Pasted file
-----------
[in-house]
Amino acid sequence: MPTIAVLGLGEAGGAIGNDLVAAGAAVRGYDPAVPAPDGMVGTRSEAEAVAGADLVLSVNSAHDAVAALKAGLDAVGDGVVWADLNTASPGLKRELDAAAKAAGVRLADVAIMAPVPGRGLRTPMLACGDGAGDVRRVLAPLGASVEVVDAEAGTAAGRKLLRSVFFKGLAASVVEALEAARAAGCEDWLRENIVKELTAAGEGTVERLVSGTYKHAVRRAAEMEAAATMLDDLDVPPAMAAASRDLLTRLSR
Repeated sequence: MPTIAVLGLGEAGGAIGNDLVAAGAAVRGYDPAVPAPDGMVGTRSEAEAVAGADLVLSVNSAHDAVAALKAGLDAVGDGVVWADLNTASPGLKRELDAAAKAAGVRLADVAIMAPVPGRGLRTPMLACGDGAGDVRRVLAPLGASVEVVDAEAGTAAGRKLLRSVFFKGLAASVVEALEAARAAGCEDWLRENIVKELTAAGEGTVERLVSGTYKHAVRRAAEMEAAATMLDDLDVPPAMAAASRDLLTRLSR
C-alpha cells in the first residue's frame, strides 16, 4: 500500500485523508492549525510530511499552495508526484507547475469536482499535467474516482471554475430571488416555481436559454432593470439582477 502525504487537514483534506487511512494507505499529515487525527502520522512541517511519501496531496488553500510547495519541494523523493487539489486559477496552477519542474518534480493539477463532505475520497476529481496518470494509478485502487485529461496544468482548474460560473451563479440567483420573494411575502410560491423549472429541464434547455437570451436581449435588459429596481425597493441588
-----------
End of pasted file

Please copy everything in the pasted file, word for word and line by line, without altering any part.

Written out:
[in-house]
Amino acid sequence: MPTIAVLGLGEAGGAIGNDLVAAGAAVRGYDPAVPAPDGMVGTRSEAEAVAGADLVLSVNSAHDAVAALKAGLDAVGDGVVWADLNTASPGLKRELDAAAKAAGVRLADVAIMAPVPGRGLRTPMLACGDGAGDVRRVLAPLGASVEVVDAEAGTAAGRKLLRSVFFKGLAASVVEALEAARAAGCEDWLRENIVKELTAAGEGTVERLVSGTYKHAVRRAAEMEAAATMLDDLDVPPAMAAASRDLLTRLSR
Repeated sequence: MPTIAVLGLGEAGGAIGNDLVAAGAAVRGYDPAVPAPDGMVGTRSEAEAVAGADLVLSVNSAHDAVAALKAGLDAVGDGVVWADLNTASPGLKRELDAAAKAAGVRLADVAIMAPVPGRGLRTPMLACGDGAGDVRRVLAPLGASVEVVDAEAGTAAGRKLLRSVFFKGLAASVVEALEAARAAGCEDWLRENIVKELTAAGEGTVERLVSGTYKHAVRRAAEMEAAATMLDDLDVPPAMAAASRDLLTRLSR
C-alpha cells in the first residue's frame, strides 16, 4: 500500500485523508492549525510530511499552495508526484507547475469536482499535467474516482471554475430571488416555481436559454432593470439582477 502525504487537514483534506487511512494507505499529515487525527502520522512541517511519501496531496488553500510547495519541494523523493487539489486559477496552477519542474518534480493539477463532505475520497476529481496518470494509478485502487485529461496544468482548474460560473451563479440567483420573494411575502410560491423549472429541464434547455437570451436581449435588459429596481425597493441588